A limited liability company, or LLC, is a hybrid structure that blends the ease, flexibility, and tax benefits of a partnership with the liability protection of a corporation. About 2.4 million U.S. businesses are registered as LLCs, and this business structure is growing faster than any other business type, according to the IRS. An LLC can have one or several “members,”, members can be individuals or other businesses, and there is no restriction on the number of members an LLC can have. Review the advantages and disadvantages below to help you decide whether an LLC is right for your business.
Choosing to register your business as an LLC offers numerous advantages:
- Limited Liability
Members are not individually or directly liable for dealings of the business. This means that the personal assets of each member are protected from the business’ creditors. This protection applies as long as business and personal financials are kept separate.
- Pass-Through Federal Tax
By default, an LLC is a pass-through entity. This means that its profits go directly to its members and are reported on the members’ personal tax returns. This avoids double taxation.
- Flexible Management Structure
An LLC can decide to be managed by its members to allow all owners to be involved in the business’s day-to-day decision-making. Alternatively, it can be managed by managers (who can be members or new hires). This is helpful in instances when members are not well versed in running a particular type of business and want to hire people who are. In many states, an LLC is considered member-managed by default unless explicitly stated otherwise.
- Simple Startup
Initial paperwork and fees to establish an LLC are generally inexpensive, however, there is variation in fees and taxes from state to state.
Before registering your company as an LLC, contemplate these potential drawbacks:
- Limited Liability Controls
In a court proceeding, a judge can “piece the corporate veil” and find that your LLC does not protect your personal assets. This is typical when you fail to separate business and personal transactions, or if you have committed fraud while operating the business which caused losses for others.
- Self-Employment Tax
By default, the IRS treats LLCs the same as partnerships for tax purposes, unless the business has chosen to be taxed as an S Corporation. When an LLC is taxed as a partnership, the government deems members who work for the company to be self-employed and those members must pay Social Security and Medicare taxes (aka “self-employment taxes”) based on the business’ total net earnings. However, if your LLC chooses to be taxed as an S Corporation, members pay Social Security and Medicare taxes only on their actual compensation, not total net business earnings.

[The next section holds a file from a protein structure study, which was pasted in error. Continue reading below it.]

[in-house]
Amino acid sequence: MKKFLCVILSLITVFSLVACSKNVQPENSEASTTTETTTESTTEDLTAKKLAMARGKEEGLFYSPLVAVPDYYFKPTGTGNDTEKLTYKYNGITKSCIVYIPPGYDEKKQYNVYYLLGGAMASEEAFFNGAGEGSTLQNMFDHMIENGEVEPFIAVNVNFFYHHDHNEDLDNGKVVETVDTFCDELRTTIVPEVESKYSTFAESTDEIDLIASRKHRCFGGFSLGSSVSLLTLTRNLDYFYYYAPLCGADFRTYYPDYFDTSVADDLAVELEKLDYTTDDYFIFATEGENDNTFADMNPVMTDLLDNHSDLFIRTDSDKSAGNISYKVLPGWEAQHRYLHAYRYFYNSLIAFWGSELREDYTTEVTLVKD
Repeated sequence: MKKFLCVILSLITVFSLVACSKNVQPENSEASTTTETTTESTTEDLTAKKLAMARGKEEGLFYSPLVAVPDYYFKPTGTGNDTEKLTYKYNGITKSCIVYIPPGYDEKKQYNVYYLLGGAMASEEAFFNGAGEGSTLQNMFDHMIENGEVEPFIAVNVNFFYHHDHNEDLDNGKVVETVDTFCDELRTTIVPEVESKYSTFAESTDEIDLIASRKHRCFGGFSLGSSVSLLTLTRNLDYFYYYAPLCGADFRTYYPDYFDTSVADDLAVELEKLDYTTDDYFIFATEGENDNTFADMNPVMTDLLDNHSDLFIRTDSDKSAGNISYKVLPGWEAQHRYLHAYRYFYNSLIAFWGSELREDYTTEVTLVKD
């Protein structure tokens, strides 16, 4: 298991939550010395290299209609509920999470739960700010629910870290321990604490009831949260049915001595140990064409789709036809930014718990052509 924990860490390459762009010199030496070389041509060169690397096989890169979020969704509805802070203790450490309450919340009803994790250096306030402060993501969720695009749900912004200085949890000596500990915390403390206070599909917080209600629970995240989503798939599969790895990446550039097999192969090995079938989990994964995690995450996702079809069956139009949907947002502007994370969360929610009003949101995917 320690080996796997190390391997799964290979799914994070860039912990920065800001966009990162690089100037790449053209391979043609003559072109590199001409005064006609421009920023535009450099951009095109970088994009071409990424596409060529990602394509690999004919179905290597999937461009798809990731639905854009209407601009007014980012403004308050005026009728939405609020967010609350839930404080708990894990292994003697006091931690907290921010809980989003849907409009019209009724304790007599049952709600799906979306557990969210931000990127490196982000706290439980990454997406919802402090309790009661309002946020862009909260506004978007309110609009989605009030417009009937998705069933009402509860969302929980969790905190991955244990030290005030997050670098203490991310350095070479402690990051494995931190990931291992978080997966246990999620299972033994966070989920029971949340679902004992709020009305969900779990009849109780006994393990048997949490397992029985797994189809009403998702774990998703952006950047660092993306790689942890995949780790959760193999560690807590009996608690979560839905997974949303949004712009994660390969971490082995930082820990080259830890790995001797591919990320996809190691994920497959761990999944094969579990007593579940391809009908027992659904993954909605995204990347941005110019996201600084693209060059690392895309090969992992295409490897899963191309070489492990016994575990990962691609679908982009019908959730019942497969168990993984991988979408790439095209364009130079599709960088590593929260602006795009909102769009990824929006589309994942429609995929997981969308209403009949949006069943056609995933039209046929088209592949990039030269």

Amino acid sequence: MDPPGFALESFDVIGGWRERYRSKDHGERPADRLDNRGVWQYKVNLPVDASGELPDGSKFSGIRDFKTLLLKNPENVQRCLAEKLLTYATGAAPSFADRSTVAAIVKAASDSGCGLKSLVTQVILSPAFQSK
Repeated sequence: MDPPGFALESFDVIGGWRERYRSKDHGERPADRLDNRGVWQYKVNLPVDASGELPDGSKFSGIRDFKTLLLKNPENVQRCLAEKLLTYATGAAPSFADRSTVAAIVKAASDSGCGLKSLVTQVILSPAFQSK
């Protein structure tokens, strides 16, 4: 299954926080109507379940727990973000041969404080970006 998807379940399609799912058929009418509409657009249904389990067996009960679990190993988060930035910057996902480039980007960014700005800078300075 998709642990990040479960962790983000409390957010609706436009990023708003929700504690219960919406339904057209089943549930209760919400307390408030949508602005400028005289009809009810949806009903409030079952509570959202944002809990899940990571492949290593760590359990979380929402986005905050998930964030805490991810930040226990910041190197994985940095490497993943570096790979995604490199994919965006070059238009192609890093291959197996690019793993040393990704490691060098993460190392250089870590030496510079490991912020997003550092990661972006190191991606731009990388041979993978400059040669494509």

- Managing Member Attrition
If a member dissociates from the company, goes bankrupt or dies, the LLC must be dissolved, and the remaining members are responsible for all legal and financial obligations. These members can still run the business, but they will have to start a new LLC.
FORMING YOUR LLC
- Choose a name: Register a unique name. You search potential names on the Florida Division of Corporations website.
- Choose a registered agent: A registered agent is the person you appoint to receive all correspondence for the LLC. States generally require a registered agent’s name and address when filing articles of organization.
- File Articles of Organization: Article of Organization require details like name, principal place of business and management type.
- Get an Employer Identification Number: The IRS requires businesses that have employees or operate as a corporation or partnership to have an EIN. This is a nine-digit number assigned to the business for tax purposes.
- Draft an Operating Agreement: Your operating agreement should include information about your management structure, ownership, voting rights, authority and duties of members, managers, and high-level employees as well as details on how profits and losses will be distributed. Many states do not require an operating agreement at registration, but we highly recommend taking the time to create one.
- Open a Business Checking Account: Having a separate checking account draws a clear line between business and personal financials.
- Foreign LLCs in Florida: LLCs formed outside of Florida are required to register with the Florida Secretary of State. Foreign LLCs also must appoint a registered agent who is physically located in Florida.
If you are ready to form an LLC in Florida or want to talk to one of our knowledgeable attorney about you options, contact Capital Partners Law today.
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This article is for informational purposes only. It does not create an attorney-client relationship with any reader nor should it be construed as legal advice. If you need legal advice, please contact our firm.